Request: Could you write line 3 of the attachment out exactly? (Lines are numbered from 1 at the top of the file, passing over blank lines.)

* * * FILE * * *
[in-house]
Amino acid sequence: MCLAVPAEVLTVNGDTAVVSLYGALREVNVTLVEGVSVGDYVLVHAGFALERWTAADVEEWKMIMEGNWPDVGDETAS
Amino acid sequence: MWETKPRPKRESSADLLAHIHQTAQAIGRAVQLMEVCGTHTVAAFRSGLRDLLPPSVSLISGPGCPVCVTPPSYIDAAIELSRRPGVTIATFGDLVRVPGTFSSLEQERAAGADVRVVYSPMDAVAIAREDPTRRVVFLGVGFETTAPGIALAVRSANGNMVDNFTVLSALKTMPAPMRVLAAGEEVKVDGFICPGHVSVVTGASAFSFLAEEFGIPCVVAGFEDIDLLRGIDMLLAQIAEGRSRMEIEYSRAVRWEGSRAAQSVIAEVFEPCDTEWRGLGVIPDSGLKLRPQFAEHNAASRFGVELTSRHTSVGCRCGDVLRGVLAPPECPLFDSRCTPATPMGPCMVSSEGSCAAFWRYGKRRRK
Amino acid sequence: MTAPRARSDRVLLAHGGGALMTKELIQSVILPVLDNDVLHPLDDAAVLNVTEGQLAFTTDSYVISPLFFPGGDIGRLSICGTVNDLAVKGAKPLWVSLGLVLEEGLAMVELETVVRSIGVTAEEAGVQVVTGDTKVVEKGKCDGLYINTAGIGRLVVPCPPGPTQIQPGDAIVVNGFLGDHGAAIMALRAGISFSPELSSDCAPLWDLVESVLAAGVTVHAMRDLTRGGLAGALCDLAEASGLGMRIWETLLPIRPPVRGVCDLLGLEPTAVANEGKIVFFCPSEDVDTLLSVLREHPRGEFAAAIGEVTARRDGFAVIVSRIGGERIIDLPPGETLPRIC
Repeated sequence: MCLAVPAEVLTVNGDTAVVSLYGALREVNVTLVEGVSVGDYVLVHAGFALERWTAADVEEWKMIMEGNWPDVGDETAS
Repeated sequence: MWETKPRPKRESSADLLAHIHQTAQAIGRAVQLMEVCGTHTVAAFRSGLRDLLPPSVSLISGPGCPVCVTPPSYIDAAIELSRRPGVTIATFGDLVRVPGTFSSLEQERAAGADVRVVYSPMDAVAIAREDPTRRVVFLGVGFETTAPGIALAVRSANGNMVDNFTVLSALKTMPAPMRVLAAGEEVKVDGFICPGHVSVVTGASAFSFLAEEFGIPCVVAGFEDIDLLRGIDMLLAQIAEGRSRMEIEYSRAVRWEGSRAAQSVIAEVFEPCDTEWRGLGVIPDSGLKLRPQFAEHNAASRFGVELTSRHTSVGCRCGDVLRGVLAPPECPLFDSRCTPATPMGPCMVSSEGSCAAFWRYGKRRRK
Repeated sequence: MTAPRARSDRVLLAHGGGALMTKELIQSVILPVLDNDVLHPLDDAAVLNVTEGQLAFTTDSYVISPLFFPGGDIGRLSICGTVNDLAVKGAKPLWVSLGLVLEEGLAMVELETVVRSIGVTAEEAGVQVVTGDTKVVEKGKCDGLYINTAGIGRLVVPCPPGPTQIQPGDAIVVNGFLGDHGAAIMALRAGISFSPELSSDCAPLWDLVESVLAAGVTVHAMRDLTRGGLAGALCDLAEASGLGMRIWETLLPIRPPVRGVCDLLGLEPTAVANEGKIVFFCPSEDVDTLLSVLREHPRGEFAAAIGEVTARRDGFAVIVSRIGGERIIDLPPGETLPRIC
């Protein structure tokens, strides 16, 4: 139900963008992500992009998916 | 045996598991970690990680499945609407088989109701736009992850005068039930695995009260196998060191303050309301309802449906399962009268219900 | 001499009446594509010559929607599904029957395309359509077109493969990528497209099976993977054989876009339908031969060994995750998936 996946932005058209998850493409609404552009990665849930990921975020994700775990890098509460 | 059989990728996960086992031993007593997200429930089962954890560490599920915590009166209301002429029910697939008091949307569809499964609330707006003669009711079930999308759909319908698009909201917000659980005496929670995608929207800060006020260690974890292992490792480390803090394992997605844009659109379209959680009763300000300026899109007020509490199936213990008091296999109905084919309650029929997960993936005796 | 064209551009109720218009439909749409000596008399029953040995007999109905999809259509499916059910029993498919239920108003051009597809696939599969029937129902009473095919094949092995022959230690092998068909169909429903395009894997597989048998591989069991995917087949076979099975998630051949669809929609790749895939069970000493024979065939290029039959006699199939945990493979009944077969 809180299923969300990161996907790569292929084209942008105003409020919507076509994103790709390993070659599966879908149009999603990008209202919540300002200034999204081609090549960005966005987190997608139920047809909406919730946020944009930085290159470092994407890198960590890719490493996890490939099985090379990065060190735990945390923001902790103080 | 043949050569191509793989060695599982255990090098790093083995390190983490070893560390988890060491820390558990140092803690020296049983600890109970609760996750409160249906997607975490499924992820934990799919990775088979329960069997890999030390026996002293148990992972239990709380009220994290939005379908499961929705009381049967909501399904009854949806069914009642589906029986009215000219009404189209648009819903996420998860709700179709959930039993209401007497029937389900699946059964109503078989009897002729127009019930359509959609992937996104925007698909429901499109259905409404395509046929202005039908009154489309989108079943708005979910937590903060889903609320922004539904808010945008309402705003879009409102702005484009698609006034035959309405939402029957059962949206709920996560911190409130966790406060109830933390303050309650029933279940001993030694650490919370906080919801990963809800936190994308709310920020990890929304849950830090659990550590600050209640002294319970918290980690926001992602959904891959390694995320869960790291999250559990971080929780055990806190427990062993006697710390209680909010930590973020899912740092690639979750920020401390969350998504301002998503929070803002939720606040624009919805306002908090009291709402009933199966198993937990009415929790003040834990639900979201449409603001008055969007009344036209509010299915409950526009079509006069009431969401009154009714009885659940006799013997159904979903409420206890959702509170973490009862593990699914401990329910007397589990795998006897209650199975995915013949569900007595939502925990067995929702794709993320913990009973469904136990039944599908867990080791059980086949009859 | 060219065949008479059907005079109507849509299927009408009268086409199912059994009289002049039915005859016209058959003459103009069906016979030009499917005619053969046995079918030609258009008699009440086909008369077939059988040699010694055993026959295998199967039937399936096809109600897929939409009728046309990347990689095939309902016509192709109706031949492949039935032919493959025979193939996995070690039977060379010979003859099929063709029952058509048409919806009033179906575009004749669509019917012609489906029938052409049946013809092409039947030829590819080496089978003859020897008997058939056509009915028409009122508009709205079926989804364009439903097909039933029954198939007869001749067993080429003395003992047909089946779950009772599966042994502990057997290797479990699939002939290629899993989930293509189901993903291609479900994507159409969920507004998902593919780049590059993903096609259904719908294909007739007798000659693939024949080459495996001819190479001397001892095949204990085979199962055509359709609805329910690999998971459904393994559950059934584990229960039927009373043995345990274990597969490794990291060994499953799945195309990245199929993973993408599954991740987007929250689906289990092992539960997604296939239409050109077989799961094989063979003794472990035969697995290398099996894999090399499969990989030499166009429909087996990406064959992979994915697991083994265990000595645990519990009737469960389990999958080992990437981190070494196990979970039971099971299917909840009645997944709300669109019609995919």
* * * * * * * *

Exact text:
Amino acid sequence: MWETKPRPKRESSADLLAHIHQTAQAIGRAVQLMEVCGTHTVAAFRSGLRDLLPPSVSLISGPGCPVCVTPPSYIDAAIELSRRPGVTIATFGDLVRVPGTFSSLEQERAAGADVRVVYSPMDAVAIAREDPTRRVVFLGVGFETTAPGIALAVRSANGNMVDNFTVLSALKTMPAPMRVLAAGEEVKVDGFICPGHVSVVTGASAFSFLAEEFGIPCVVAGFEDIDLLRGIDMLLAQIAEGRSRMEIEYSRAVRWEGSRAAQSVIAEVFEPCDTEWRGLGVIPDSGLKLRPQFAEHNAASRFGVELTSRHTSVGCRCGDVLRGVLAPPECPLFDSRCTPATPMGPCMVSSEGSCAAFWRYGKRRRK